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Anthracosuchus, new dyrosaurid crocodylomorph from Paleocene of Colombia

From: Ben Creisler

A new non-dino, non-Mesozoic taxon that may be of interest:

Alexander K. Hasting, Jonathan I. Bloch & Carlos A. Jaramillo (2014)
A new blunt-snouted dyrosaurid, Anthracosuchus balrogus gen. et sp.
nov. (Crocodylomorpha, Mesoeucrocodylia), from the Palaeocene of
Historical Biology (advance online publication)

A new exceptionally brevirostrine dyrosaurid is described from the
middle Palaeocene (58–60 million years ago) Cerrejón Formation,
northeastern Colombia, based on four partial skulls and associated
postcrania. This taxon is unique among dyrosaurids not only in skull
shape, but also in having orbital tuberosities, and osteoderms that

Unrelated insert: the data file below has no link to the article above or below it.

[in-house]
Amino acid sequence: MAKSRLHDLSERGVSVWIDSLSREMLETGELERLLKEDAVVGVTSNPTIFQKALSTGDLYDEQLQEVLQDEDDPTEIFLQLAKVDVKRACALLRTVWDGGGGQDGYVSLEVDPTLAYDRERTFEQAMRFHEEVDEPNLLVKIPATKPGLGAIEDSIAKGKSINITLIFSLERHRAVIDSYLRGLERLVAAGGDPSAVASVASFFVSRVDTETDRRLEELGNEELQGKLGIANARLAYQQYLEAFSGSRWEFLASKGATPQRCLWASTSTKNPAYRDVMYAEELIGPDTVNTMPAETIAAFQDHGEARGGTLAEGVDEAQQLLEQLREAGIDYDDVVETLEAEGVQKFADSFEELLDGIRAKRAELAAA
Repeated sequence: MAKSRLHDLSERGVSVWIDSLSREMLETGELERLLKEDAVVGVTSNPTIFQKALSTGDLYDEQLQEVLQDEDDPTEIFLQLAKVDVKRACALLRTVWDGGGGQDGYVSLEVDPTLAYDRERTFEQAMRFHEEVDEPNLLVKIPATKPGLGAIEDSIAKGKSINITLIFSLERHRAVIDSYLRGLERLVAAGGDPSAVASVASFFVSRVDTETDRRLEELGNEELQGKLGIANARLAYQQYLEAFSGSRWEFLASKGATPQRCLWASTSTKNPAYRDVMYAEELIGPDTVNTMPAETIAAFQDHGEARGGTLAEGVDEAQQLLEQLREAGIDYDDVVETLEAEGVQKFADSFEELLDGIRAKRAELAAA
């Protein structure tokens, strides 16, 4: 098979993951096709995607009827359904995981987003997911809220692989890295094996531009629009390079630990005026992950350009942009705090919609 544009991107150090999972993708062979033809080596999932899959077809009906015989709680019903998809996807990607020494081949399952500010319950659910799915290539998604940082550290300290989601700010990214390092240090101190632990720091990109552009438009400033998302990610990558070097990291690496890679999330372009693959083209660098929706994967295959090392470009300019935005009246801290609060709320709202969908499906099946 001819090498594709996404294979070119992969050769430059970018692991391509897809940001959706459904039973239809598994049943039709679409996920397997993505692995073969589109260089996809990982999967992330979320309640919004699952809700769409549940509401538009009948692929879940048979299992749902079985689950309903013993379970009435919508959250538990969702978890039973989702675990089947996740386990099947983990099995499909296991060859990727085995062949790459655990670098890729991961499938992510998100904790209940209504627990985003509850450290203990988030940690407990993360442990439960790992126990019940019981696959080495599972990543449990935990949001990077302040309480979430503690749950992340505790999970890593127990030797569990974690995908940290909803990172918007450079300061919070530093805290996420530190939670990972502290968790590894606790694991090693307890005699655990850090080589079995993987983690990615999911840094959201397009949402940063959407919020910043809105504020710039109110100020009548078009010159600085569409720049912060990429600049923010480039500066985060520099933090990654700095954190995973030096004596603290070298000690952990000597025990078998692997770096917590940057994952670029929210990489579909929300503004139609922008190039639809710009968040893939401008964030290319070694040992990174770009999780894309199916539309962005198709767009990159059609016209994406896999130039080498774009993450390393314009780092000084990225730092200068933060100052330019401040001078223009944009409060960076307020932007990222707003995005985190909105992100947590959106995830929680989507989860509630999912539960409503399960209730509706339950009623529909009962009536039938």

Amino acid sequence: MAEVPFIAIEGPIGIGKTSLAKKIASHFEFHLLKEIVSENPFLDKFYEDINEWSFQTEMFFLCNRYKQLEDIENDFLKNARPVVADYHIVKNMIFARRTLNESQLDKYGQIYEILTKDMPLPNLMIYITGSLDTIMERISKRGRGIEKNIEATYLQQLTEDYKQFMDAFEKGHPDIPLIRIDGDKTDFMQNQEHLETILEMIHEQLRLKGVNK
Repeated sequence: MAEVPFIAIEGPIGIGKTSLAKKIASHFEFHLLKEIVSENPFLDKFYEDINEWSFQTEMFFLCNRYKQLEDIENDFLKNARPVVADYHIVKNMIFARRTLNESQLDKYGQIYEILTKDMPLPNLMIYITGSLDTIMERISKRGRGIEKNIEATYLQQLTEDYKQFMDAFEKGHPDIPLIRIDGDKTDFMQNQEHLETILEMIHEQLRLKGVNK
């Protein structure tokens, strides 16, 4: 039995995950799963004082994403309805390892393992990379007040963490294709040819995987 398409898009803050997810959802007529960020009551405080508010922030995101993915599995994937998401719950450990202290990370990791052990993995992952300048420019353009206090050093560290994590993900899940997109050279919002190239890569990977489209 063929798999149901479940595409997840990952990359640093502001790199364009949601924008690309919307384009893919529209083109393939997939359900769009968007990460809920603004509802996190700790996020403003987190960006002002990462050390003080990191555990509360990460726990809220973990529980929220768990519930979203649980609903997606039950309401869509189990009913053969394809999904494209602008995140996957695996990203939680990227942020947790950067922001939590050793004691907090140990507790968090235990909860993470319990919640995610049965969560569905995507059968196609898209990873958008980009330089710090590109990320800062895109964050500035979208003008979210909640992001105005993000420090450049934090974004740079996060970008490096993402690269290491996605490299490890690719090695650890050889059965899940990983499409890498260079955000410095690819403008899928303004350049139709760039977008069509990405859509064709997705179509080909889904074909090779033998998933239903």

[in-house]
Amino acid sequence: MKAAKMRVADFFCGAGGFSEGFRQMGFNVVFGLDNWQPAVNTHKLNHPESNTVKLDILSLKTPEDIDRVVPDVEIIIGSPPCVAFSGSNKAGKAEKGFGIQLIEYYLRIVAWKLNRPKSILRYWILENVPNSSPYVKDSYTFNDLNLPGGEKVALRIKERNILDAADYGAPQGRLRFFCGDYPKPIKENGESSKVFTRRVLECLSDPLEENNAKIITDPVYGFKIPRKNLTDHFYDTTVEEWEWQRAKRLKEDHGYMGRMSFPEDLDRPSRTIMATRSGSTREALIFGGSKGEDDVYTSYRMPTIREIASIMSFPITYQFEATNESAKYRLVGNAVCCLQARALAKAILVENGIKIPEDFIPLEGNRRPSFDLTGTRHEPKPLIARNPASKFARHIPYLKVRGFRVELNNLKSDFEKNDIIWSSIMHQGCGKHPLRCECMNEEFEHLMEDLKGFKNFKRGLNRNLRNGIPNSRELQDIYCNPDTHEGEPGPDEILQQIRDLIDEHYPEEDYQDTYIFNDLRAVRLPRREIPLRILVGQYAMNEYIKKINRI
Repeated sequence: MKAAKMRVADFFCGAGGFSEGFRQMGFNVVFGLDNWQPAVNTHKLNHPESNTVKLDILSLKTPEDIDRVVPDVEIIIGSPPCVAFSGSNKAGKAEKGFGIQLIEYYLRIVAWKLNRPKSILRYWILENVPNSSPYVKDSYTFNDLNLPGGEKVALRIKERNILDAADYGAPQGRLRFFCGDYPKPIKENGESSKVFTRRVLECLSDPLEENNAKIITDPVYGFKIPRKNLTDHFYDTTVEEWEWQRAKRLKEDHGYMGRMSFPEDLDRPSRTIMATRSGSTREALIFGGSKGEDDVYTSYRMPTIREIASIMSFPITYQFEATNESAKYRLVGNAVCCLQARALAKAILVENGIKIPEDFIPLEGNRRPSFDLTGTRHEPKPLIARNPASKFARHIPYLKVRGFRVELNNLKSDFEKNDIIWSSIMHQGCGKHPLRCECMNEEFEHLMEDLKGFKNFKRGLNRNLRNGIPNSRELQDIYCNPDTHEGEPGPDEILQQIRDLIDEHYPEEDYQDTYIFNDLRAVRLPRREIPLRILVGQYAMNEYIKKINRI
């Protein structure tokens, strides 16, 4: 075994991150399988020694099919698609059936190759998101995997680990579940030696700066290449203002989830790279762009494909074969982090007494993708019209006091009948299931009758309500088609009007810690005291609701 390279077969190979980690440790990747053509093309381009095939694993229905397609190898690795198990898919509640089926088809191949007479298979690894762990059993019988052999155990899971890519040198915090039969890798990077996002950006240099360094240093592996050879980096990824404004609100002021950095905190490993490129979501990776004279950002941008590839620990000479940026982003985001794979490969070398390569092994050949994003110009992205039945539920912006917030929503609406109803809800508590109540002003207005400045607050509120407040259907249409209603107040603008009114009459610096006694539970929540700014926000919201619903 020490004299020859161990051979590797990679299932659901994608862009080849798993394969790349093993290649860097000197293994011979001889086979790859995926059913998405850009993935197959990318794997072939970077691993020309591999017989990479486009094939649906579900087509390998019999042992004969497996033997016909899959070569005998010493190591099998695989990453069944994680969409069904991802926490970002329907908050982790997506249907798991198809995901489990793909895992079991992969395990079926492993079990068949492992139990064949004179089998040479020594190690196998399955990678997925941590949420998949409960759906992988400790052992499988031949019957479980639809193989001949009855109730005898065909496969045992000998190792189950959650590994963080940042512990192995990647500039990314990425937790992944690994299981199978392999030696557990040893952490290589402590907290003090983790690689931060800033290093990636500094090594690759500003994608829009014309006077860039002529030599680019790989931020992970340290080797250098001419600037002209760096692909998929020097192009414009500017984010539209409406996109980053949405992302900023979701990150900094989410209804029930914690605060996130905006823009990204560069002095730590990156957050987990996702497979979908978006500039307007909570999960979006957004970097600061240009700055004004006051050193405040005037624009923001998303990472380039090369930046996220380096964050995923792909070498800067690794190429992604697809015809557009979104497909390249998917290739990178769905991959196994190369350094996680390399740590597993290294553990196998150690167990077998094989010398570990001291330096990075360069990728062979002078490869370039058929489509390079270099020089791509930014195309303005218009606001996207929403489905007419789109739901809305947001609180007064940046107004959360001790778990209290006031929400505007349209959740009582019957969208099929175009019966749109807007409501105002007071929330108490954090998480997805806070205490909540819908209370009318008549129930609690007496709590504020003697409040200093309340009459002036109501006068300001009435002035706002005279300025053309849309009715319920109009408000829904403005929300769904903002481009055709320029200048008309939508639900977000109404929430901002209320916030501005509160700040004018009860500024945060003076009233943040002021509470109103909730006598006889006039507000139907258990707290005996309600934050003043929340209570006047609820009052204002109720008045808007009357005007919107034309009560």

are dorsoventrally thick and unpitted, a trait otherwise unknown in
Crocodylomorpha. Results from a cladistic analysis of Dyrosauridae
suggest that the new taxon, together with Cretaceous–Palaeocene
Chenanisuchus lateroculi from Africa and Cerrejonisuchus improcerus
also from the Cerrejón Formation, are the most basal members of the
family. Results from a biogeographic analysis indicate at least three
independent dispersals of dyrosaurids from Africa to the New World
occurred in the Late Cretaceous or early Palaeocene. Widely set orbits
in the new taxon indicate a deviation from surface-based predation,
characteristic of other dyrosaurids, to sub-surface predation, as in
modern Gavialis. Tooth impressions found on turtle shells recovered
from the same locality match well with teeth of the new taxon
indicating possible predation.